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Efforts to better understand the components of catchments’ water balance have traditionally been one of the objectives of the hydrological community. Very few hydrological models incorporate vegetation development as state variable. This is beginning to change with the recognition by the hydrological community that biological processes play a key role in catchment’s water balance. In addition, some studies confirm that vegetation density controls most of hydrological processes in semi-arid regions. However, the most of the dynamic vegetation models are too complex to be coupled with hydrological models and they incorporate variables and inputs which are difficult to be estimated across space and through time. For this reason, we have focused on a parsimonious and robust dynamic vegetation model based on the Light Use Efficiency index (LUE), to be coupled with a hydrological model in a semi-arid basin (La Hunde, East of Spain) predominantly covered by Aleppo pine (Pinus halepensis). This model needs to be implemented, i.e. calibrated and validated. Satellite-based remote sensing data are the main source of information employed for this task. In this work, vegetation-related satellite products are analyzed in order to assess their relation with vegetation state at catchment scale. NDVI shows a strong dependence on soil moisture and leaf water content, explainable by the impact of water-stress on chlorophyll content in Aleppo Pine leaves. The EVI proves to be strongly related to biomass dynamics and to LAI in particular.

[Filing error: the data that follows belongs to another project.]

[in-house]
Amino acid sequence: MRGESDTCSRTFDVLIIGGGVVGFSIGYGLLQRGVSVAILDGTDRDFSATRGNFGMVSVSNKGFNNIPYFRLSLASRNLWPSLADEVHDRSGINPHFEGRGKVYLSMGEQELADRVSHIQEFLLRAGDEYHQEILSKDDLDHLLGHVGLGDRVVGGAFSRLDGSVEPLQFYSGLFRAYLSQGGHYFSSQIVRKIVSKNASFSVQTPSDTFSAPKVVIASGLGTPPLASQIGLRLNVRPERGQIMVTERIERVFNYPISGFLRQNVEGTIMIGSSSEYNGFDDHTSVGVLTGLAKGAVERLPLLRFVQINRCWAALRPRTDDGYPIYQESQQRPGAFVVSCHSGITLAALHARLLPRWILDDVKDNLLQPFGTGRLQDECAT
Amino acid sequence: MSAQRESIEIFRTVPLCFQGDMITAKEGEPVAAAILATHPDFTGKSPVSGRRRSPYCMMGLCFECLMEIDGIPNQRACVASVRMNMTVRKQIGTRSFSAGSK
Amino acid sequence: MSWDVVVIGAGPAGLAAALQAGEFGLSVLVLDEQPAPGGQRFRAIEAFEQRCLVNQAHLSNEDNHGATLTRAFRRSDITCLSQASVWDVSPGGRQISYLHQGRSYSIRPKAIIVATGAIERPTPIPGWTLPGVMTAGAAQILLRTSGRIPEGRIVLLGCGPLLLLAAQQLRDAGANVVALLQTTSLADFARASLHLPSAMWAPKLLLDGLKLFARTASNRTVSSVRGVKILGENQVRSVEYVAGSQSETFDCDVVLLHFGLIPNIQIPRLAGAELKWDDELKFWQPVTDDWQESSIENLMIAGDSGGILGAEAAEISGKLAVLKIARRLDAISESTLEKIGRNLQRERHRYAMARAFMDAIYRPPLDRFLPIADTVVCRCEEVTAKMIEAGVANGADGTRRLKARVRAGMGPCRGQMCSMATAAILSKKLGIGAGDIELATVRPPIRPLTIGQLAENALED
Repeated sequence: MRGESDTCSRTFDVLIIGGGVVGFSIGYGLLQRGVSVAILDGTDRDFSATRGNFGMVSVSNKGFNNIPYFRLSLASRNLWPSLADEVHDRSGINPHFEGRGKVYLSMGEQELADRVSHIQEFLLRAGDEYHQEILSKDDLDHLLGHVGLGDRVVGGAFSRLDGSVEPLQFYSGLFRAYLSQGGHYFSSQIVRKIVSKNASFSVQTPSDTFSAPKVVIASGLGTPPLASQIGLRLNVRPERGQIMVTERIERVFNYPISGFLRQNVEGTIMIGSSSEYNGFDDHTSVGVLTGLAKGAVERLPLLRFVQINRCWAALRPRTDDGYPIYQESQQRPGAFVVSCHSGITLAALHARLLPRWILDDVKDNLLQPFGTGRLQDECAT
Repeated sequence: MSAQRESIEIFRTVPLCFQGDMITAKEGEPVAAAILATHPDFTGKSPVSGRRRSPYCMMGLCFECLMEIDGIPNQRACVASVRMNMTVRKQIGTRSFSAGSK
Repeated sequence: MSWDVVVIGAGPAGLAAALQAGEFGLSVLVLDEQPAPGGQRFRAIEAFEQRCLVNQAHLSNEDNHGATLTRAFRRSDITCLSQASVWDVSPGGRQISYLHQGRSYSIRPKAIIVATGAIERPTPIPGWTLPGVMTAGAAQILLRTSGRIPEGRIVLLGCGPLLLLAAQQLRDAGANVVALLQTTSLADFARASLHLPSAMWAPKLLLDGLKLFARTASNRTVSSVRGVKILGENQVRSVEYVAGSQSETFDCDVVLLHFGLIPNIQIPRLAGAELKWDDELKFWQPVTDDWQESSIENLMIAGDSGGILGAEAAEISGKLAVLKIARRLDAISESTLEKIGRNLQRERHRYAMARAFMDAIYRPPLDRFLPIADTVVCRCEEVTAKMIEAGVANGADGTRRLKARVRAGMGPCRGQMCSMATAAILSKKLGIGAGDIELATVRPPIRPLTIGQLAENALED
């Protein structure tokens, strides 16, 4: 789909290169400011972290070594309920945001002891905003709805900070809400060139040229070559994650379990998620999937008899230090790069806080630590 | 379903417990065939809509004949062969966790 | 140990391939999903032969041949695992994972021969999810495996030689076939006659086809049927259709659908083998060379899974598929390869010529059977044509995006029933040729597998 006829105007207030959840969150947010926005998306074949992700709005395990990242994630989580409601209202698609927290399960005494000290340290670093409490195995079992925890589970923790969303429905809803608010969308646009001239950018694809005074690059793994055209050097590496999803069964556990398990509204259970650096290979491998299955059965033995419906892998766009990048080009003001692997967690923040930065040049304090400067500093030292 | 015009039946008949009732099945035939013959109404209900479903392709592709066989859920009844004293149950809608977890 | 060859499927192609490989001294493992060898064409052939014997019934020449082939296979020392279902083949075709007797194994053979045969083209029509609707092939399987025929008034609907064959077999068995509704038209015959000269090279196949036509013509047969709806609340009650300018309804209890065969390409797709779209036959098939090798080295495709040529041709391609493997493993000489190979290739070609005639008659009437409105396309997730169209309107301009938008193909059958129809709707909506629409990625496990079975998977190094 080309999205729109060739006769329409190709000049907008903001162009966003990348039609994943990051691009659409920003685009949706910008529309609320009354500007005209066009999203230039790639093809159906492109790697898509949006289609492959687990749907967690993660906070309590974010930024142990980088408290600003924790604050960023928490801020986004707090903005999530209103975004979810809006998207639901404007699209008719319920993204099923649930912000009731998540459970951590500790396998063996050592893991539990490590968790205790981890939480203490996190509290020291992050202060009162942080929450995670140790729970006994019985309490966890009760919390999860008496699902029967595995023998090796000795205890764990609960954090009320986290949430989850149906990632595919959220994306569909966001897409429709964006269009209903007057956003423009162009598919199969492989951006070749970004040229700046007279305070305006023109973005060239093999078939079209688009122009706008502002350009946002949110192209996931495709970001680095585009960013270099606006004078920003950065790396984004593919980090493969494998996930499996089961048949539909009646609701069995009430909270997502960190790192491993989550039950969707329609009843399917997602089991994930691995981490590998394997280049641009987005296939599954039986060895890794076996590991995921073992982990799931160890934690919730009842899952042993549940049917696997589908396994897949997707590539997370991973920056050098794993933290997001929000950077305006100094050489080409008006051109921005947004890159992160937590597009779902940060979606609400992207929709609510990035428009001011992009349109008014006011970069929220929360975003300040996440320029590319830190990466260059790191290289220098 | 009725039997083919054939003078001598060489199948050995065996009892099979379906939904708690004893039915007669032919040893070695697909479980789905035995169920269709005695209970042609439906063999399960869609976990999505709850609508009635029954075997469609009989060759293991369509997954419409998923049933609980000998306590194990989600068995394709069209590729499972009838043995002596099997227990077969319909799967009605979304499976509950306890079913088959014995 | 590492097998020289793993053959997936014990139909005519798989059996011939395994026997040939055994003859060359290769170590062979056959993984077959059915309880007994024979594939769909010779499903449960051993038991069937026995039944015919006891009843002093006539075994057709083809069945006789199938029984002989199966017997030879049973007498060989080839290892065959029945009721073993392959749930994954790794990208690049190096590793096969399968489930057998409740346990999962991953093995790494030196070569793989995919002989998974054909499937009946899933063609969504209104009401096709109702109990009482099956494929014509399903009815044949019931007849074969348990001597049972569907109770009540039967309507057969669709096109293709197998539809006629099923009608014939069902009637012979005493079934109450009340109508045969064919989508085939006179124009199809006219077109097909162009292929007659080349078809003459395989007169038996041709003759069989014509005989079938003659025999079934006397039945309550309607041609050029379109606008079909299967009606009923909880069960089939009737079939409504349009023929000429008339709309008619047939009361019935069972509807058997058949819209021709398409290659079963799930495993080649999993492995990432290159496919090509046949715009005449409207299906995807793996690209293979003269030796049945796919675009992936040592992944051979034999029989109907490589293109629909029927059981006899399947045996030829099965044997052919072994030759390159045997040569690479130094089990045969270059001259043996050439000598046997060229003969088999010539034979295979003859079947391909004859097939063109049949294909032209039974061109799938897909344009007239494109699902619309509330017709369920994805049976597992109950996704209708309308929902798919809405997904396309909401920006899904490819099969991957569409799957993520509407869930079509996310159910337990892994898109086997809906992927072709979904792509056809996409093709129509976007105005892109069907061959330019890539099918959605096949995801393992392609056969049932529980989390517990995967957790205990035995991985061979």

Session R47, Remote Sensing and LiDAR Data: Water Quality, Vegetation, and Bathymetry



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